Will city do away with one-ways?
And 52 years later...
A proposal to change Five Points intersection to four streets also would create two-way traffic on all of Court Street and most of Milwaukee Street.
Getting traffic to the business district, not through it.
In a city memorandum, Janesville Public Works Director Jack Messer recommended that city officials study a plan that would:
-- Make Court Street two-way.
-- Make Milwaukee Street two-way from Atwood Avenue to Academy Street.
-- End Milwaukee Street at Academy Street, transforming Five Points intersection into a more traditional, four-way intersection.
-- Add angle parking to Milwaukee Street.
For more than 50 years, the priority of the one-way system has been to move traffic through downtown, Messer noted.
But "development and business patterns have shifted," and "pedestrian-scale shopping, business and entertainment districts do not co-exist well with traffic systems that give priority to vehicles," Messer said.
In the 2007 study "City of Janesville Downtown Vision and Strategy," the downtown was identified as a destination, "a hub of civic life, employment, arts, culture and entertainment; parks and open space; residential living and health care."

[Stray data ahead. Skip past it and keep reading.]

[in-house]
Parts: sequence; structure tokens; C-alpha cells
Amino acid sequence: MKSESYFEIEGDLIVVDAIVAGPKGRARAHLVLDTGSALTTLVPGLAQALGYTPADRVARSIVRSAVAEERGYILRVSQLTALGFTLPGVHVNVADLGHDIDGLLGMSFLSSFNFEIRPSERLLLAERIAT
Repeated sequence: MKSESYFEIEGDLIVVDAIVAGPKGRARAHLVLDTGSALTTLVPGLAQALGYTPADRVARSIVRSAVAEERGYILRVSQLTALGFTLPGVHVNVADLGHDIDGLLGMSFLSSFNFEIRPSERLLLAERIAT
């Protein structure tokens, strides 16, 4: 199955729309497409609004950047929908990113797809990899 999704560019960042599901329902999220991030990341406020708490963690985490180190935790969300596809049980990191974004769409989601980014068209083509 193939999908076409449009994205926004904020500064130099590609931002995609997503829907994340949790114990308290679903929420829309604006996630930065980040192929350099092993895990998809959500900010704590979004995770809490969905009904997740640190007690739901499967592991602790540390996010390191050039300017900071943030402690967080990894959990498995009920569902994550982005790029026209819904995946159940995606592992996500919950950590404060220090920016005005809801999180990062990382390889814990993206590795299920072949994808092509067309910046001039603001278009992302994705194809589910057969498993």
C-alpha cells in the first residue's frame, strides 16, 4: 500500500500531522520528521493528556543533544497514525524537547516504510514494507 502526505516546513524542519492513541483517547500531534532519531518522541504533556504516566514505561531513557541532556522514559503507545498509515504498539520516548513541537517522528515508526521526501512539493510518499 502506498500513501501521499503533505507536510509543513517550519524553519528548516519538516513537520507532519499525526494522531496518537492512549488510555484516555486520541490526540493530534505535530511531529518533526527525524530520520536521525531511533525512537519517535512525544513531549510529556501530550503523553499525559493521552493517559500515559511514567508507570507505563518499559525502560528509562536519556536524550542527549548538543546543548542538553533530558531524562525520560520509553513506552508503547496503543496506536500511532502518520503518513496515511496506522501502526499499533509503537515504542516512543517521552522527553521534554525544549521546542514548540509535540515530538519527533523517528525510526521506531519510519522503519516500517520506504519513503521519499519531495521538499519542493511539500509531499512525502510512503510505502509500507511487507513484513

Changing traffic patterns would allow traffic to flow around downtown via Centerway and Court Street.
Messer acknowledged that changing traffic patterns would create significant challenges, including making Centerway a more "efficient" traffic corridor; improvements and changes to Five Points and at the intersection of Garfield Avenue, Centerway and Milwaukee Street.
The proposal is a long way from becoming a reality. At a study session tonight, city staffers were expected to ask the council if they should study the plan.
"We haven't had any public discussion of the plan; we don't know if it is something that the community would support," Messer said this morning.
It's also unknown how much such a project would cost.
"We don't know what has to be done yet," Messer said.
Cost estimates would include everything from engineering designs for altered intersections, construction costs, traffic signals and hundreds of other small details, Messer said.